DETROIT LAKES, Minn. — The Meadows on Lind is a serene wedding venue is full of lush, green grass, rolling hills and a few rustic, farm-inspired touches. Today, it also has myotonic "fainting" goats.

Gingersnap is a young female, colored like the cookie itself, while her pal Ziggy Marley is a spunky black and white male — less gingersnap, more Oreo. Both are adorable and ready to do a job only they can do: serve as the guests of honor at the first-ever goat yoga class to be held at The Meadows.

Fun trend

"We're an online and traveling yoga studio," explains Brianna Krejci of Cabin Fever Yoga about how this all came about. "We have teamed up with the Meadows on Lind and Sugar Bush Goat Ranch (in Detroit Lakes), where these babies come from."

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Brianna Krejci of Cabin Fever Yoga stretches while Ziggy Marley stands by. Jack Davis / Meadows on Lind / Special to The Forum
Brianna Krejci of Cabin Fever Yoga stretches while Ziggy Marley stands by. Jack Davis / Meadows on Lind / Special to The Forum

Krejci says they're excited to take part in the goat yoga trend that started a few years ago on the East Coast. By all accounts, would-be goat yoga enthusiasts around here are excited to try it.

"Within the first 24 to 48 hours, we sold out our first class and had to add a second — and that sold out within 24 hours, too," she says.

More classes are planned. Why is it so popular?

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"Anything can happen really," says Krejci. "It's such a delightful thing to do. People love yoga. People loving coming together and moving and breathing together. But then if we take ourselves too seriously, you can't do that when a goat is sharing his or her opinion in your face."

So what was it like?

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I found it delightful, just like Krejci said it would be.

Unlike some videos I've seen from other goat yoga classes, the goats were not climbing all over us — most of the time. Gingersnap, whose mother was recently stolen from the ranch, seemed particularly close to ranch manager and handler Jim Brogren. But with gentle nudging, both she and Ziggy warmed up to us and walked around as we did poses.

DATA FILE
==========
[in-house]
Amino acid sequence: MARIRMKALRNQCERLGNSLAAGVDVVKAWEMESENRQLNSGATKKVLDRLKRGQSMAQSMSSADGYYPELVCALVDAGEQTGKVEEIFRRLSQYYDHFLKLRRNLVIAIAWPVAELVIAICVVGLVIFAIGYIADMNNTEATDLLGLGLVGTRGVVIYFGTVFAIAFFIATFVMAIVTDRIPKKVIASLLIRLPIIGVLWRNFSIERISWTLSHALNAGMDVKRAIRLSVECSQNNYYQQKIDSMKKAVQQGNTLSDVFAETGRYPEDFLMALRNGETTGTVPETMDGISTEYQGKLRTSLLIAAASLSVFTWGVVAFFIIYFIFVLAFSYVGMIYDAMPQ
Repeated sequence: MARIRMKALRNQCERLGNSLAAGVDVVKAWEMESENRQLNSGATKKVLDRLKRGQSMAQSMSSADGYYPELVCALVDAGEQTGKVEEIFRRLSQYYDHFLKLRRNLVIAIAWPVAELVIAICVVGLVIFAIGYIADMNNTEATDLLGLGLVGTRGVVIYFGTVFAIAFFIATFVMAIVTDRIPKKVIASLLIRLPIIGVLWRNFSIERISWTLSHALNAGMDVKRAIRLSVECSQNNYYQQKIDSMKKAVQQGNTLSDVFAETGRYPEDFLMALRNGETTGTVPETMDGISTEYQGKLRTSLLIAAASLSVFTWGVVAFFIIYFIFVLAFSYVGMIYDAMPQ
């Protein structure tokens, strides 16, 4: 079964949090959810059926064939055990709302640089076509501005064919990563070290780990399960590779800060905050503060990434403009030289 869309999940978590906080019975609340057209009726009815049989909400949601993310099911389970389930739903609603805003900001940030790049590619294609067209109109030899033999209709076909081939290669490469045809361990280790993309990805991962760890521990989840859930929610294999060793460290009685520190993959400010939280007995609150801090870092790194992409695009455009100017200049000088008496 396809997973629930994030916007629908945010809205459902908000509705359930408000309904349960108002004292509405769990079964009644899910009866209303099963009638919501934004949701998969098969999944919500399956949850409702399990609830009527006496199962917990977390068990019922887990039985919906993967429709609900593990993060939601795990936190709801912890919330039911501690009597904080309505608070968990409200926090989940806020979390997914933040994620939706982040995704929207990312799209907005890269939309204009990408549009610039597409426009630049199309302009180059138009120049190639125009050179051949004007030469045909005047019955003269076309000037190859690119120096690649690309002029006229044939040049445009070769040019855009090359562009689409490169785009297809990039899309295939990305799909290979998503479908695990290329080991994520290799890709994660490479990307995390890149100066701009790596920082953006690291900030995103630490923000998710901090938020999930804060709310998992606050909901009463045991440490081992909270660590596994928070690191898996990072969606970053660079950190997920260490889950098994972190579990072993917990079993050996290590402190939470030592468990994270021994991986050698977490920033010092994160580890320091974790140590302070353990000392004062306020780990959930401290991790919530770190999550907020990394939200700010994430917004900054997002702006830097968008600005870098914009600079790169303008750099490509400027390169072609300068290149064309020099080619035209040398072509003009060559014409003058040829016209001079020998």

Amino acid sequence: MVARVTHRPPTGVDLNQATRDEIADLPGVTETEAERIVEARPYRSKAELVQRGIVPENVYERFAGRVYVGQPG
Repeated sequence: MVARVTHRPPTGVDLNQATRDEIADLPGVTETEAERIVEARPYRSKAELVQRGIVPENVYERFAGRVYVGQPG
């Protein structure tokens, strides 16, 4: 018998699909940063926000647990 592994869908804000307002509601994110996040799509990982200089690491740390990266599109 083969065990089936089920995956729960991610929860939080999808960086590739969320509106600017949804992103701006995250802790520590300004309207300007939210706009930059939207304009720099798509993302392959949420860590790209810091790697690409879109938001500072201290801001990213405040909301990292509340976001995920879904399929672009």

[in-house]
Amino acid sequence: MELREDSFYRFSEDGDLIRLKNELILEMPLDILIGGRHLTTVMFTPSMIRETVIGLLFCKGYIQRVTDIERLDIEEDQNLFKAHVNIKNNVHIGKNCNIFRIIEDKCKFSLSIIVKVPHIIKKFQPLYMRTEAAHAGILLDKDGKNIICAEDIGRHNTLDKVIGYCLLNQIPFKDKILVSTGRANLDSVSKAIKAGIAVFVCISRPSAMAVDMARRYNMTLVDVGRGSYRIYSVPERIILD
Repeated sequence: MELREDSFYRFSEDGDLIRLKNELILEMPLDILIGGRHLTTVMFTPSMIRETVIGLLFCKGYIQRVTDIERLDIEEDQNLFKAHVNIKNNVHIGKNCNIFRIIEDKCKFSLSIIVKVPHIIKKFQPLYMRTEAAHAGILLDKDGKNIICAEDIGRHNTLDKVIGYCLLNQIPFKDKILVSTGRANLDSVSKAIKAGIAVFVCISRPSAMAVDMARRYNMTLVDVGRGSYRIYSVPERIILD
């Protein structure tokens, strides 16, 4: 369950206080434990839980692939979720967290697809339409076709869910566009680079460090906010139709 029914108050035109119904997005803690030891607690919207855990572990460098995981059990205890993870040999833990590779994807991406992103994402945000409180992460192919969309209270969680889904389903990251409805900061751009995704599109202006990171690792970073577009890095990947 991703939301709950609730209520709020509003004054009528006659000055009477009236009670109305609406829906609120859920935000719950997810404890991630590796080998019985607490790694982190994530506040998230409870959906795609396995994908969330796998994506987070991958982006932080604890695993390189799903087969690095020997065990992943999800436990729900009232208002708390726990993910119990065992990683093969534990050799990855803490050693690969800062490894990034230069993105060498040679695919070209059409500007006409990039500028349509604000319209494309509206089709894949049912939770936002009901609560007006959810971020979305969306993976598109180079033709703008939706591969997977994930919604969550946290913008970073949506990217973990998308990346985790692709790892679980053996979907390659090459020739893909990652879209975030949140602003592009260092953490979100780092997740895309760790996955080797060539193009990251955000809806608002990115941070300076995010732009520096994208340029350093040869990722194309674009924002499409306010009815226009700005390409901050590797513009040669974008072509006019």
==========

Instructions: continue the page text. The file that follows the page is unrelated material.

As a class, we were invited to pick up and hold the goats. We were all mindful of not stressing out the kids, but Brogren assured us Gingersnap and Ziggy were just fine. He says if they weren't, we'd know it.

"They're myotonic fainting goats, so when they're scared, they faint," he said.

No one fainted, so all was good.

Brianna Krejci of Cabin Fever Yoga looks on as Gingersnap jumps on Tracy Briggs during goat yoga at Meadows on Lind in Detroit Lakes, Minn. Jack Davis / Meadows on Lind / Special to The Forum
Brianna Krejci of Cabin Fever Yoga looks on as Gingersnap jumps on Tracy Briggs during goat yoga at Meadows on Lind in Detroit Lakes, Minn. Jack Davis / Meadows on Lind / Special to The Forum

In fact, our class found it more relaxing than regular yoga. We were outdoors on a coolish summer day. I forgot to bring a yoga mat, so I performed the poses in the dewy grass. As I closed my eyes, I enjoyed the peace and fresh air.

When Gingersnap started sniffing around me and even jumped on me briefly, it was hard not to laugh. Even when she and Ziggy drifted away — they might have gotten bored with us — they continued to be very vocal. Their bleating sounded almost like a giggle. How can you be stressed out in the midst of all of that?

For more information about goat yoga, including class times and dates, find Cabin Fever Yoga, Meadows on Lind and Sugar Bush Goat Ranch on Facebook or look up their websites.